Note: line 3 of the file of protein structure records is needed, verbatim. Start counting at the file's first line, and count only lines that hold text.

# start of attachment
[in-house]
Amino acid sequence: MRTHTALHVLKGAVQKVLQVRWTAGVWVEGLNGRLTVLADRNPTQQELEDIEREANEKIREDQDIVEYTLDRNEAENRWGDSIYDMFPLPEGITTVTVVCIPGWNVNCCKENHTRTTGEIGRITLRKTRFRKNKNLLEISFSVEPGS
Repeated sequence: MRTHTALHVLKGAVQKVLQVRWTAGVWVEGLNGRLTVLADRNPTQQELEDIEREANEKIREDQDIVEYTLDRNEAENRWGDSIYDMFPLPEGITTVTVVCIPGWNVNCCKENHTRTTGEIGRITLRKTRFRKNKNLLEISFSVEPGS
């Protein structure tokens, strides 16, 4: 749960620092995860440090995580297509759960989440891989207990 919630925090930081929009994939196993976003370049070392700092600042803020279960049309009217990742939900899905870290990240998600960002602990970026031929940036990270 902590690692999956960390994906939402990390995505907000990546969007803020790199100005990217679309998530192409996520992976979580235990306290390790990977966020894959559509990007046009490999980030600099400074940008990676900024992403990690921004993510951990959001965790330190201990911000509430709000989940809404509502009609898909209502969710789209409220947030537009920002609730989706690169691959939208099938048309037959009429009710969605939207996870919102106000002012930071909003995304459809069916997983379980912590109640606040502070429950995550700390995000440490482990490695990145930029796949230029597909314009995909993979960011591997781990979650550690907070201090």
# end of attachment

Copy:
Repeated sequence: MRTHTALHVLKGAVQKVLQVRWTAGVWVEGLNGRLTVLADRNPTQQELEDIEREANEKIREDQDIVEYTLDRNEAENRWGDSIYDMFPLPEGITTVTVVCIPGWNVNCCKENHTRTTGEIGRITLRKTRFRKNKNLLEISFSVEPGS